[ExI] Whatever happened to the end of Moore's Law?

John Clark johnkclark at gmail.com
Thu Jul 9 16:34:00 UTC 2015

This was in today's New York Times:


IBM Discloses Working Version of a Much Higher-Capacity Chip


IBM said on Thursday that it had made working versions of
ultradense computer chips, with roughly four times the capacity of today’s
most powerful chips. The announcement, made on behalf of an international
consortium led by IBM, the giant computer company, is part of an effort to
manufacture the most advanced computer chips in New York’s Hudson Valley,
where IBM is investing $3 billion in a private-public partnership with New
York State, GlobalFoundries, Samsung and equipment vendors.

The development lifts a bit of the cloud that has fallen over
the semiconductor industry, which has struggled to maintain its
legendary pace of doubling transistor density every two years. Intel, which
for decades has been the industry leader, has faced technical challenges in
recent years. Moreover, technologists have begun to question whether the
longstanding pace of chip improvement, known as Moore’s Law, would continue
past the current 14-nanometer generation of chips.

Each generation of chip technology is defined by the minimum size
of fundamental components that switch current at nanosecond
intervals. Today the industry is making the commercial transition from what
the industry generally describes as 14-nanometer manufacturing to
10-nanometer manufacturing. Each generation brings roughly a 50 percent
reduction in the area required by a given amount of circuitry. IBM’s new
chips, though still in a research phase, suggest that semiconductor
technology will continue to shrink at least through 2018.

The company said on Thursday that it had working samples of chips
with seven-nanometer transistors. It made the research advance by
using silicon-germanium instead of pure silicon in key regions of the
molecular-size switches. The new material makes possible faster transistor
switching and lower power requirements. The tiny size of these transistors
suggests that further advances will require new materials and new
manufacturing techniques. As points of comparison to the size of the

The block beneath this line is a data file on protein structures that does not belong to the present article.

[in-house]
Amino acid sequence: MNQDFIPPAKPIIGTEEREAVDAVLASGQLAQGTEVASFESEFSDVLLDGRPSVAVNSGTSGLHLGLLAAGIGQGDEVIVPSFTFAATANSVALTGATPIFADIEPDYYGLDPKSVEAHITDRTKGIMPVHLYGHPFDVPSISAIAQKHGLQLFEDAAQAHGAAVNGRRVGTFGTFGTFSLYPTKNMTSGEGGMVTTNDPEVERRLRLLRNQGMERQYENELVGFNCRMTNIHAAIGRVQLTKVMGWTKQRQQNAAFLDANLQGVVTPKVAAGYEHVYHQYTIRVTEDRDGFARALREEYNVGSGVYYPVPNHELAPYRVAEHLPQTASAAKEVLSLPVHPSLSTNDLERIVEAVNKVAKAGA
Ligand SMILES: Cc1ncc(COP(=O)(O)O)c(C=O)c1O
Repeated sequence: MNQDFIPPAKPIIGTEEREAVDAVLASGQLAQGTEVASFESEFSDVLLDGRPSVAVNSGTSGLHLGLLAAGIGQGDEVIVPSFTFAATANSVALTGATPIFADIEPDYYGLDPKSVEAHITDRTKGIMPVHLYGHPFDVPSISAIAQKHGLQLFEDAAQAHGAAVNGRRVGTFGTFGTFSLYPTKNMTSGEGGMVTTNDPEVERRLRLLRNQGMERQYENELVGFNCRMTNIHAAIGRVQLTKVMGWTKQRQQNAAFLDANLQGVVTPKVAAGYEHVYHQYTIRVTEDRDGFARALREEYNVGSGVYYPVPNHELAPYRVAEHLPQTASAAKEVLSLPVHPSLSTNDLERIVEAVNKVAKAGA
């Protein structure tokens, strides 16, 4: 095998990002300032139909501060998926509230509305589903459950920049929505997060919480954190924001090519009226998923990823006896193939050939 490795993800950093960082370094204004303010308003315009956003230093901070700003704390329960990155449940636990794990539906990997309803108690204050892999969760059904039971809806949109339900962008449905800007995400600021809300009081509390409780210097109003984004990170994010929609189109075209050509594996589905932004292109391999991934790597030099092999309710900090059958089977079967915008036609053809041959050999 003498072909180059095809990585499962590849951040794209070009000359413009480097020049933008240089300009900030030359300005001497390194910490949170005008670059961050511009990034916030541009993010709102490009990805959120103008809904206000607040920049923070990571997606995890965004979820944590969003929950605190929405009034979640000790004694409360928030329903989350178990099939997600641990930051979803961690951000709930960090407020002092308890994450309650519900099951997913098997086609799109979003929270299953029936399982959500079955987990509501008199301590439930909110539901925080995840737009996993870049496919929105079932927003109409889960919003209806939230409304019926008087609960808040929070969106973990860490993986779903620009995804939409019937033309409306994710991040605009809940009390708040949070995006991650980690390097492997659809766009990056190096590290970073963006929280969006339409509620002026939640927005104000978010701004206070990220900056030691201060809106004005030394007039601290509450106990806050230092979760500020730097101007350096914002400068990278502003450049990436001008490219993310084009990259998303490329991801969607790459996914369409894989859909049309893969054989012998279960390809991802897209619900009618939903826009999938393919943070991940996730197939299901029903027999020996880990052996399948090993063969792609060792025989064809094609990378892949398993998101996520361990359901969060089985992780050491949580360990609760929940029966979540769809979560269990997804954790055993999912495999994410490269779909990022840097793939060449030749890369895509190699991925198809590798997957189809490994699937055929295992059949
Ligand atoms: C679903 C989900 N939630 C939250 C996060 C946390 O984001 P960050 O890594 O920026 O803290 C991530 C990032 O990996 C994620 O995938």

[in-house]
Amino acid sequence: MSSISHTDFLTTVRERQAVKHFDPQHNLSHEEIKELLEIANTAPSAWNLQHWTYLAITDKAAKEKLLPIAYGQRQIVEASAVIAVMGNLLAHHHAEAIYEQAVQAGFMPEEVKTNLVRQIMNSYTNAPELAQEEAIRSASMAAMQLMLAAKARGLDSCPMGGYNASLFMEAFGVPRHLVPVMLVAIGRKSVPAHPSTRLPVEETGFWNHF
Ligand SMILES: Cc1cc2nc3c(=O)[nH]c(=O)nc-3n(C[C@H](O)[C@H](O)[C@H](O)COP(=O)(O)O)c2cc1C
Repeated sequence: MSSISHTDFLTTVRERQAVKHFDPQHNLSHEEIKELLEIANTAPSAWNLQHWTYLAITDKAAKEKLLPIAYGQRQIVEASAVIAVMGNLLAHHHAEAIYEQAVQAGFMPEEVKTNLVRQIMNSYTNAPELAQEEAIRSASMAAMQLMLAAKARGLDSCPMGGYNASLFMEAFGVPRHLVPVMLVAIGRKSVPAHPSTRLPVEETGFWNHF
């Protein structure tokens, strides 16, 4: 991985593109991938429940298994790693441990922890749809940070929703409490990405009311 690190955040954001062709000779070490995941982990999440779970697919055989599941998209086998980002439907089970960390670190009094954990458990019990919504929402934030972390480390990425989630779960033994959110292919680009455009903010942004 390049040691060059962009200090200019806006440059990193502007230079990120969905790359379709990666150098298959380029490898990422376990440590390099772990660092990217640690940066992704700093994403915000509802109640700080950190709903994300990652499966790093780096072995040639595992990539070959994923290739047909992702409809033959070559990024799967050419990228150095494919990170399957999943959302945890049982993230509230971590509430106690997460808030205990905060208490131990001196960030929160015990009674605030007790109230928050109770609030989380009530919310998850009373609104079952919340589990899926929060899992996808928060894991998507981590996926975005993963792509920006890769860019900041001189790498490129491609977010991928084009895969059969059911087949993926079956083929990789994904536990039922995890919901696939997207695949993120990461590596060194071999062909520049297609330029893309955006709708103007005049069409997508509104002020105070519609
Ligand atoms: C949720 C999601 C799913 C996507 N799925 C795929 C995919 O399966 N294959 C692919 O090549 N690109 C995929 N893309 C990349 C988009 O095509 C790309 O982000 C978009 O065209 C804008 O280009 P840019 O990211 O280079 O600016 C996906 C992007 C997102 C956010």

seven-nanometer transistors, a strand of DNA is about 2.5 nanometers in
diameter and a red blood cell is roughly 7,500 nanometers in diameter. IBM
said that would make it possible to build microprocessors with more than 20
billion transistors.

“I’m not surprised, because this is exactly what the road map
predicted, but this is fantastic,” said Subhashish Mitra, director of the
Robust Systems Group in the Electrical Engineering Department at
Stanford University.

Even though IBM has shed much of its computer and
semiconductor manufacturing capacity, the announcement indicates that the
company remains interested in supporting the nation’s high
technology manufacturing base.

“This puts IBM in the position of being a gentleman gambler as opposed to
being a horse owner,” said Richard Doherty, president of Envisioneering, a
Seaford, N.Y., consulting firm, referring to the fact that IBM’s chip
manufacturing facility was acquired by GlobalFoundries effective last week.
They still want to be in the race,” he added. IBM now licenses the
technology it is developing to a number of manufacturers and
GlobalFoundries, owned by the Emirate of Abu Dhabi, to make chips for
companies including Broadcom, Qualcomm and Advanced Micro Devices.

The semiconductor industry must now decide if IBM’s bet on
silicon-germanium is the best way forward. It must also grapple with the
shift to using extreme ultraviolet, or EUV, light to etch patterns on chips
at a resolution that approaches the diameter of individual atoms. In the
past, Intel said it could see its way toward seven-nanometer manufacturing.
But it has not said when that generation of chip making might arrive.

IBM also declined to speculate on when it might begin
commercial manufacturing of this technology generation. This year,
Taiwan Semiconductor Manufacturing Company said that it planned to begin
pilot product of seven-nanometer chips in 2017. Unlike IBM, however, it
has not demonstrated working chips to meet that goal. It is uncertain
whether the longer exposure times required by the new generation of EUV
photolithographic stepper machines would make high-speed manufacturing
operations impossible. Even the slightest vibration can undermine the
precision of the optics necessary to etch lines of molecular thicknesses,
and the semiconductor industry has been forced to build specialized
stabilized buildings to try to isolate equipment from vibration.

An IBM official said that the consortium now sees a way to use EUV light in
commercial manufacturing operations.

“EUV is another game changer,” said Mukesh Khare, vice president
for semiconductor research at IBM. To date, he noted, the demonstration
has taken place in a research lab, not in a manufacturing plant. Ultimately
the goal is to create circuits that have been reduced in area by another
50 percent over the industry’s 10-nanometer technology generation scheduled
to be introduced next year.
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